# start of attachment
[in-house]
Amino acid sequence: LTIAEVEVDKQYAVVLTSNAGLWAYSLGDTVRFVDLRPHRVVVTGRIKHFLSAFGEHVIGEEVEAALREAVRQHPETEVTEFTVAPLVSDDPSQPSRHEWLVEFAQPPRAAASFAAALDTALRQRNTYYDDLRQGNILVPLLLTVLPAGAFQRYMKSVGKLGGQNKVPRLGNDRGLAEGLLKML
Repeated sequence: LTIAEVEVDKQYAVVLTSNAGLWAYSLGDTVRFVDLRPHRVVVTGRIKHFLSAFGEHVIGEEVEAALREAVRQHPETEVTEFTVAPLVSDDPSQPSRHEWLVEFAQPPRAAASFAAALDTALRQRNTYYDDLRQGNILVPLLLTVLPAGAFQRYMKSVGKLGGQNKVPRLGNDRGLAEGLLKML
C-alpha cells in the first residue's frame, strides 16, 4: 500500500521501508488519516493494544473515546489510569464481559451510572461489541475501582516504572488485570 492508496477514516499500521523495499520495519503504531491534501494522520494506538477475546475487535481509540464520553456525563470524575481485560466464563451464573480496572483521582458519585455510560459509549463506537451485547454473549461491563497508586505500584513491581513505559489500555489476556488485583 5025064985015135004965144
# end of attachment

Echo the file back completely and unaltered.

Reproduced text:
[in-house]
Amino acid sequence: LTIAEVEVDKQYAVVLTSNAGLWAYSLGDTVRFVDLRPHRVVVTGRIKHFLSAFGEHVIGEEVEAALREAVRQHPETEVTEFTVAPLVSDDPSQPSRHEWLVEFAQPPRAAASFAAALDTALRQRNTYYDDLRQGNILVPLLLTVLPAGAFQRYMKSVGKLGGQNKVPRLGNDRGLAEGLLKML
Repeated sequence: LTIAEVEVDKQYAVVLTSNAGLWAYSLGDTVRFVDLRPHRVVVTGRIKHFLSAFGEHVIGEEVEAALREAVRQHPETEVTEFTVAPLVSDDPSQPSRHEWLVEFAQPPRAAASFAAALDTALRQRNTYYDDLRQGNILVPLLLTVLPAGAFQRYMKSVGKLGGQNKVPRLGNDRGLAEGLLKML
C-alpha cells in the first residue's frame, strides 16, 4: 500500500521501508488519516493494544473515546489510569464481559451510572461489541475501582516504572488485570 492508496477514516499500521523495499520495519503504531491534501494522520494506538477475546475487535481509540464520553456525563470524575481485560466464563451464573480496572483521582458519585455510560459509549463506537451485547454473549461491563497508586505500584513491581513505559489500555489476556488485583 5025064985015135004965144